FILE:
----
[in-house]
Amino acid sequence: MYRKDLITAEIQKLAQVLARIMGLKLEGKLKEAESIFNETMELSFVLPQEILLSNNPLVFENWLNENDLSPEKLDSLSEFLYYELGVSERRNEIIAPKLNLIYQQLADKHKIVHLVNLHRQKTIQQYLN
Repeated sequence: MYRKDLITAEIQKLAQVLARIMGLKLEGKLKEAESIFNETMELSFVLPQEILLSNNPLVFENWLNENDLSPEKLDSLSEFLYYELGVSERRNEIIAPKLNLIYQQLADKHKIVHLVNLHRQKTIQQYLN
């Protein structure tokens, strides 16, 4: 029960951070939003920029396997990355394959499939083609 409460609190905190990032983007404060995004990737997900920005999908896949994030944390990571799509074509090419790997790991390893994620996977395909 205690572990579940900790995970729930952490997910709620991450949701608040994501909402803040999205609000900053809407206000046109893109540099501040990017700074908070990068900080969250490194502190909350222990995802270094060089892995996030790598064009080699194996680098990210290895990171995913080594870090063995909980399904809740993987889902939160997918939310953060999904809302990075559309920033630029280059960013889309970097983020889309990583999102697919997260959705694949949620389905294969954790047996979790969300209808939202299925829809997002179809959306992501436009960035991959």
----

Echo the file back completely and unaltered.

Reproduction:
[in-house]
Amino acid sequence: MYRKDLITAEIQKLAQVLARIMGLKLEGKLKEAESIFNETMELSFVLPQEILLSNNPLVFENWLNENDLSPEKLDSLSEFLYYELGVSERRNEIIAPKLNLIYQQLADKHKIVHLVNLHRQKTIQQYLN
Repeated sequence: MYRKDLITAEIQKLAQVLARIMGLKLEGKLKEAESIFNETMELSFVLPQEILLSNNPLVFENWLNENDLSPEKLDSLSEFLYYELGVSERRNEIIAPKLNLIYQQLADKHKIVHLVNLHRQKTIQQYLN
């Protein structure tokens, strides 16, 4: 029960951070939003920029396997990355394959499939083609 409460609190905190990032983007404060995004990737997900920005999908896949994030944390990571799509074509090419790997790991390893994620996977395909 205690572990579940900790995970729930952490997910709620991450949701608040994501909402803040999205609000900053809407206000046109893109540099501040990017700074908070990068900080969250490194502190909350222990995802270094060089892995996030790598064009080699194996680098990210290895990171995913080594870090063995909980399904809740993987889902939160997918939310953060999904809302990075559309920033630029280059960013889309970097983020889309990583999102697919997260959705694949949620389905294969954790047996979790969300209808939202299925829809997002179809959306992501436009960035991959």